External quality assessment tools
Hospitals and laboratories undertaking surveillance activities should also participate in an external quality assessment program. EQA is used for comparing the results from individual laboratories in the network with reference results. The WHO/NICD Microbiology EQAs program in Africa developed a manual that contains summaries of surveys and technical documents for setting up EQA programs .
Resources below have been divided into the following tables:
- Tools and guidelines
- Databases & interactive maps
- Data and reports
Tools and guidelines
|GLASS – Global antimicrobial Resistance Surveillance System – Manual for early implementation||The GLASS manual details the approach for early implementation of the surveillance system and is intended for national public health professionals and authorities in charge of surveillance of antibacterial resistance in humans. Also available in Chinese, French, Russian, and Spanish. See also GLASS resource Centre for guidelines and tools for enrolment, data management and capacity building.|
|AMR Surveillance in low- and middle-income settings: A roadmap for participation in the Global Antimicrobial Surveillance System (GLASS)||Information and resources for implementation of surveillance in low resource settings. The guideline is aligned with the Global Antimicrobial Resistance Surveillance System (GLASS) procedures but offers higher flexibility across different systems.|
|Antimicrobial susceptibility testing by EUCAST||Step by step information on how to do susceptibility tests, including clinical breakpoint tables, developed by the European Committee on Antimicrobial Susceptibility Testing (EUCAST).|
|Instruction videos for antimicrobial susceptibility testing (AST)||Video instructions on how to do antimicrobial susceptibility testing using EUCAST recommended methods and interpretation. By EUCAST in collaboration with the WHO. Subtitles available in several languages, including French, Spanish, Chinese, Russian and Arabic.|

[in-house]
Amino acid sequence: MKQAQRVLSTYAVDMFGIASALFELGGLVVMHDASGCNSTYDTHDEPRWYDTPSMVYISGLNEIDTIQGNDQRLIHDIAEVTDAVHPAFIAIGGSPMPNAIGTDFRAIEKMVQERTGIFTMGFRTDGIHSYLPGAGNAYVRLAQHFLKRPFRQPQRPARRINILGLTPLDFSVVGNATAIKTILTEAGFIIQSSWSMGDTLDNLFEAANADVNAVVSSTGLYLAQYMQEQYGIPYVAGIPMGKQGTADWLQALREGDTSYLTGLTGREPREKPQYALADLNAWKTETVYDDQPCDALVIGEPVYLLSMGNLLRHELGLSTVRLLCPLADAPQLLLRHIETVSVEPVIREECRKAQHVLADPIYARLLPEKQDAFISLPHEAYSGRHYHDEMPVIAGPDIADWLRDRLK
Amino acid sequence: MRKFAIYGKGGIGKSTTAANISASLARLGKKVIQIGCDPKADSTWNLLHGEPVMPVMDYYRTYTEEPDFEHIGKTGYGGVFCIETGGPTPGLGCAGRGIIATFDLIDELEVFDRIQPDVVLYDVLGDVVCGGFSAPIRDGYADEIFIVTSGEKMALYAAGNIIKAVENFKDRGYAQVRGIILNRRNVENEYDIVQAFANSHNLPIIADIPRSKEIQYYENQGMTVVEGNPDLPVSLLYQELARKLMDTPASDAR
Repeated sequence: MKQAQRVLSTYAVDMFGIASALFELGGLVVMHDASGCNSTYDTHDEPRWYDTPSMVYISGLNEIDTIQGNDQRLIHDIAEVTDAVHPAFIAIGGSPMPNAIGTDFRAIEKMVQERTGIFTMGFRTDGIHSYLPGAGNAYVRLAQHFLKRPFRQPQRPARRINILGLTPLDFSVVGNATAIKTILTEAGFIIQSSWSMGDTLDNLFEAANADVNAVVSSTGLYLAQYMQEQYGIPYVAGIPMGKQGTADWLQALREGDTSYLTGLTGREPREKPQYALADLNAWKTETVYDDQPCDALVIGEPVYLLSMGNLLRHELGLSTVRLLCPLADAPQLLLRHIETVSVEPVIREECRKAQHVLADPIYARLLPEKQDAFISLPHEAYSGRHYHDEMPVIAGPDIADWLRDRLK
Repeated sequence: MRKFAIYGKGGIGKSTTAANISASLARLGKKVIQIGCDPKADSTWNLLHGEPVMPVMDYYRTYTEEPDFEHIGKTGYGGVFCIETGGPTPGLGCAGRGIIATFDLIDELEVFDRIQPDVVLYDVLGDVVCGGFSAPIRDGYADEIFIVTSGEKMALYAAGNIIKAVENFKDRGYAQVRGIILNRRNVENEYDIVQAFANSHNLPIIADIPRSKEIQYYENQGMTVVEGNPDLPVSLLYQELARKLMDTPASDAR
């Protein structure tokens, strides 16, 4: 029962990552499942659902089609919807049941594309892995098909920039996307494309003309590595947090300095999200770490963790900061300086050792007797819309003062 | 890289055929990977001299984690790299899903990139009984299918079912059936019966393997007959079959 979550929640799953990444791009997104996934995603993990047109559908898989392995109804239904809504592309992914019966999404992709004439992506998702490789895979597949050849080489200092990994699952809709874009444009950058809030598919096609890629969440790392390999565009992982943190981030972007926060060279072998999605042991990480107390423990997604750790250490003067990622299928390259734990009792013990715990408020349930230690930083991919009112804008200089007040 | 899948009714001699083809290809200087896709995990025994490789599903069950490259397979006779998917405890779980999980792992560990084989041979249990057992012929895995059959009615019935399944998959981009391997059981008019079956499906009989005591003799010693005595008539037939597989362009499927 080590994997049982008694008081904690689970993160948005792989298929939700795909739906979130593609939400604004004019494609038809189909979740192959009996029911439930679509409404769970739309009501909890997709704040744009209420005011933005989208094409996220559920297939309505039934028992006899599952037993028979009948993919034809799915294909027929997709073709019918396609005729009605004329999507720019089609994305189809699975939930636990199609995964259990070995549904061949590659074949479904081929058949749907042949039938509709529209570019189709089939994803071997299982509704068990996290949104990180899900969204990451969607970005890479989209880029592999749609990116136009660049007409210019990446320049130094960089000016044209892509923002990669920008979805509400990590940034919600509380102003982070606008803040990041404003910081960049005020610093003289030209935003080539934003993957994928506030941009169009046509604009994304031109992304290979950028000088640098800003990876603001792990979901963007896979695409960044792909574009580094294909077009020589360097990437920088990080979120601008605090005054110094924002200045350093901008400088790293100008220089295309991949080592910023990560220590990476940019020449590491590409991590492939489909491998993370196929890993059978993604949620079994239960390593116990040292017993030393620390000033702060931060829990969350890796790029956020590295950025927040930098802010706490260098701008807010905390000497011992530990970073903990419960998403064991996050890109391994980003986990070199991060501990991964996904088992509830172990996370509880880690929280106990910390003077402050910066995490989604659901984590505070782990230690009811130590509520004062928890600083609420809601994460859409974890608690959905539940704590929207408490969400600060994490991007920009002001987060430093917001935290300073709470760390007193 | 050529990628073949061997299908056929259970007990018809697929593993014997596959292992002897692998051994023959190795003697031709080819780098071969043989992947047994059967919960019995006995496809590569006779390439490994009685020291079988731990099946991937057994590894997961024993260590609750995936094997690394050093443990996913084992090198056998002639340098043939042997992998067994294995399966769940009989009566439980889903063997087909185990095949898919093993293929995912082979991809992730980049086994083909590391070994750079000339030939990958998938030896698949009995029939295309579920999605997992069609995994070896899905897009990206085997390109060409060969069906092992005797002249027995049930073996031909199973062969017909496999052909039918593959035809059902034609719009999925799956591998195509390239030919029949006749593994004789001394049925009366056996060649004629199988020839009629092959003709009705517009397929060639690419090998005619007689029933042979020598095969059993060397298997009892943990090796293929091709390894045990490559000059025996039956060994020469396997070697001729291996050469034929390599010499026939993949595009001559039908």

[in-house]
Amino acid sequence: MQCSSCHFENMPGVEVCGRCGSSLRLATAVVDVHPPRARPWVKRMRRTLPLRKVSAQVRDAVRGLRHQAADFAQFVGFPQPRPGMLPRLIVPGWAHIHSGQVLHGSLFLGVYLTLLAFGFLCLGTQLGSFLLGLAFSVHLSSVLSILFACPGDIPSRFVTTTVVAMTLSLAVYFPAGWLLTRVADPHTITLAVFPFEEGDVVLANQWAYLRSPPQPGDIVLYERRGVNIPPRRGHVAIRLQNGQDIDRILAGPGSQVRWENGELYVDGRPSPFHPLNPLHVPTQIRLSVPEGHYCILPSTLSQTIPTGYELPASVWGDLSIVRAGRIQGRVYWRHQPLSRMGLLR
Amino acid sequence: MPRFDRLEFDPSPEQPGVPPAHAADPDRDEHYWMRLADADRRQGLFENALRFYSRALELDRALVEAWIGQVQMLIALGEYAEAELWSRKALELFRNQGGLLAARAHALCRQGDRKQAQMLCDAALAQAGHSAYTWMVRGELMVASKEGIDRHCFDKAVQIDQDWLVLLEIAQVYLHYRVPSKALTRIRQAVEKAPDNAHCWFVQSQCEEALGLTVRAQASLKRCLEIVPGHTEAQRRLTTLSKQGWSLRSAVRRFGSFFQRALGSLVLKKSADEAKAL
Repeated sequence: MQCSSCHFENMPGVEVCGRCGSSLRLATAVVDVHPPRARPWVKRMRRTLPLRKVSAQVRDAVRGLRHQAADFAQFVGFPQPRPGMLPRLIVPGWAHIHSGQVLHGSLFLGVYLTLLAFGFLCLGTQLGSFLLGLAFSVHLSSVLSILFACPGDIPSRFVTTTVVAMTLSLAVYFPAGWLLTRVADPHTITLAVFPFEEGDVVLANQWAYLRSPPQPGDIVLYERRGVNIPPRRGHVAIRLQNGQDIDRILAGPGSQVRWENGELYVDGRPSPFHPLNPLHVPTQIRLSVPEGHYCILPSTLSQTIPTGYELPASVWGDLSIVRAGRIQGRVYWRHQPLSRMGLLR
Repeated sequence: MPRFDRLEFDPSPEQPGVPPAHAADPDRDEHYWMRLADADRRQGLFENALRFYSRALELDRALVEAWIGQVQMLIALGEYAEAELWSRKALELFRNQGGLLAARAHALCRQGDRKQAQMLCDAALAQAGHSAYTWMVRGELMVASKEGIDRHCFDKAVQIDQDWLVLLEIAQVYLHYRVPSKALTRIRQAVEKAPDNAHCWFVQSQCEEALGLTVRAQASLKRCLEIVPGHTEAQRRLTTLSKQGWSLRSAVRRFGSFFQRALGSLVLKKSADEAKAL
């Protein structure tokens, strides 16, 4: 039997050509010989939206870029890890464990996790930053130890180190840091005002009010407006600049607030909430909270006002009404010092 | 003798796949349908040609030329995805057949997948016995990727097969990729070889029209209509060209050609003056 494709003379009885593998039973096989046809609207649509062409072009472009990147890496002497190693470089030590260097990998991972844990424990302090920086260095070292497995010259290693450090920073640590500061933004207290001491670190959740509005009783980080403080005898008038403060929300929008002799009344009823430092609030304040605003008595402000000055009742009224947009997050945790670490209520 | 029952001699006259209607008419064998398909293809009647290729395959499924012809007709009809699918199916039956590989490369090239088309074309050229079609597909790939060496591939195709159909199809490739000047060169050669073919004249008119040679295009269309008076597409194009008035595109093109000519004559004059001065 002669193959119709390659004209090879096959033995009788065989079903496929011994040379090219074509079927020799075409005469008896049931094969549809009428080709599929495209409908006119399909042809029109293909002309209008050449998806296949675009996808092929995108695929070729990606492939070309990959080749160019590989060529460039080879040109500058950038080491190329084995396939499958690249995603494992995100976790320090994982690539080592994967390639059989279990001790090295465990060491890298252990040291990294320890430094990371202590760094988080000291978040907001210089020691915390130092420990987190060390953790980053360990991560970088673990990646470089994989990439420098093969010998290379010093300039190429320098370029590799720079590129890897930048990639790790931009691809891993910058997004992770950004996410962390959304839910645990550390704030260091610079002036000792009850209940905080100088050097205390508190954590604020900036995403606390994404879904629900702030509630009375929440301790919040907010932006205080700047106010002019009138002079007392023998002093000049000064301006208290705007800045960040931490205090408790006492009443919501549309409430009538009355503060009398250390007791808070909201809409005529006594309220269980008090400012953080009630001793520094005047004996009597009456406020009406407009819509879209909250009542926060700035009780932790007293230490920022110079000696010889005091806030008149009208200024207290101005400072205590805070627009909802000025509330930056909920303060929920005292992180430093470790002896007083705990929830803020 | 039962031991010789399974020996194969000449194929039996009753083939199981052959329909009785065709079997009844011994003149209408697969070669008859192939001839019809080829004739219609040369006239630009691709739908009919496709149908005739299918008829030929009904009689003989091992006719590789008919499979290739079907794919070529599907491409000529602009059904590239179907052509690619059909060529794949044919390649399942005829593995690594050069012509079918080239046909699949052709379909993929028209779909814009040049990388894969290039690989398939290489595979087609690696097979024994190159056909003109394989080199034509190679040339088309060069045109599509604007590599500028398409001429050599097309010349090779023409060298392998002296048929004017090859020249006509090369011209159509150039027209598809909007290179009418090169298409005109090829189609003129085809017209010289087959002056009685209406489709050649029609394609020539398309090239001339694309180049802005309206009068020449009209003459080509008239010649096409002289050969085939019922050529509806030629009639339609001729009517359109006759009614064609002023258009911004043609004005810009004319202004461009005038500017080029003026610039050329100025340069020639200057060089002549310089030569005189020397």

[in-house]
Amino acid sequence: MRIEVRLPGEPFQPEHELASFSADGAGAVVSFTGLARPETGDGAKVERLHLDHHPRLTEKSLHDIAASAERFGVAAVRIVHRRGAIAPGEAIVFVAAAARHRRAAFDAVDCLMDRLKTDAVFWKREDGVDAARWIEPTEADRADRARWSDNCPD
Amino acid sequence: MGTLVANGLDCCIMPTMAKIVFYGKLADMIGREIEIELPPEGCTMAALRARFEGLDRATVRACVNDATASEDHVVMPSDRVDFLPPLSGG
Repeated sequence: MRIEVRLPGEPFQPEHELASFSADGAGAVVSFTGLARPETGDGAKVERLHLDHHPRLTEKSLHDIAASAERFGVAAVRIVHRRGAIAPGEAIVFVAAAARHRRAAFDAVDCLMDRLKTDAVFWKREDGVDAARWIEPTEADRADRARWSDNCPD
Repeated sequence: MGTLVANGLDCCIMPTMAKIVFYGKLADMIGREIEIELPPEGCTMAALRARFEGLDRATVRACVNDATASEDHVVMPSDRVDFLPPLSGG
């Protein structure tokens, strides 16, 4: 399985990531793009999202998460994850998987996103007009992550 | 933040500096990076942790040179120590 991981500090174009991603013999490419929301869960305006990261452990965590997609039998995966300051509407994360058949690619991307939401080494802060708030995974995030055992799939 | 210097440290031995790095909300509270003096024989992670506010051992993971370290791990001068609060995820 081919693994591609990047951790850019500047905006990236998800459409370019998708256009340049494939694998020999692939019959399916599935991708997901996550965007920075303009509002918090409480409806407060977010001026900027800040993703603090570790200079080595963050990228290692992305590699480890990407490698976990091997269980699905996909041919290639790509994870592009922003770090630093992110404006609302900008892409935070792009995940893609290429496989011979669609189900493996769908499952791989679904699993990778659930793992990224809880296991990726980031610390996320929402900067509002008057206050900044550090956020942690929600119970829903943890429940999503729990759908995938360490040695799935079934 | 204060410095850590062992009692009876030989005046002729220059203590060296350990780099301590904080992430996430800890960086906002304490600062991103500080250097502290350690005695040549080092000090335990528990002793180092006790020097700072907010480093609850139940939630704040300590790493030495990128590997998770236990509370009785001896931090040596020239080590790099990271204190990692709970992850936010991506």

|Manual for the laboratory identification and antimicrobial susceptibility testing of bacterial pathogens of public health importance in the developing world||This manual describes how to identify bacterial pathogens and how to perform susceptibility tests, with a focus on LMICs (WHO).|
|Proposed Minimum Reporting Guidelines for Research on Antimicrobial Resistance, Appendix in: A review of 40 years of enteric antimicrobial resistance research in Eastern Africa: what can be done better?||Review discussing research on antimicrobial resistance in enteric bacteria conducted in Eastern Africa up until March 2014. Suggests minimum reporting guidelines for designing antibiotic resistance studies to allow accurate conclusions and comparisons between studies. Also discusses how inadequate study design and a bias towards hospital sampling rather than community-wide sampling often make conclusions about the magnitude and trends of resistance difficult. While article discusses African studies, the proposed guidelines should be applicable in any setting.|
|Global Point Prevalence Survey on Antimicrobial Consumption and Resistance||This open to join project monitors antimicrobial prescribing and resistance in hospital patients on all continents through a “one day survey” and helps design hospital interventions to promote prudent use. Hospitals are welcome to join survey and network (already more than 300 institutions from over 50 countries have participated). For documents such as protocols, data collection templates and presentations in different languages for personal use click here. A scientific article with results from the project has been published in the Lancet Global Health.|
|Central Asian and Eastern European Surveillance on Antimicrobial Resistance (CAESAR)||CAESAR project webpage. The CAESAR project is coordinated by WHO EURO and aims to set up national antimicrobial resistance surveillance systems in European countries that are not part of EARS-Net. See also accompanying manual with protocols and instructions for routine data collection and antimicrobial case definitions.|
|European Antimicrobial Resistance Surveillance Network (EARS-Net)||EARS-Net is a network of national surveillance systems across Europe that provide European reference data on antibiotic resistance for public health purposes. The network is coordinated and funded by the European Centre for Disease Prevention and Control. On this page it is possible to access surveillance reports and the protocol for reporting into EARS-Net.|
|Community-Based Surveillance of Antimicrobial Use and Resistance in Resource-constrained settings: Report on five pilot projects (PDF, 1MB)||Manual describing implementation of community-based surveillance of antibiotic resistance and use through five pilot projects in resource‐constrained settings.|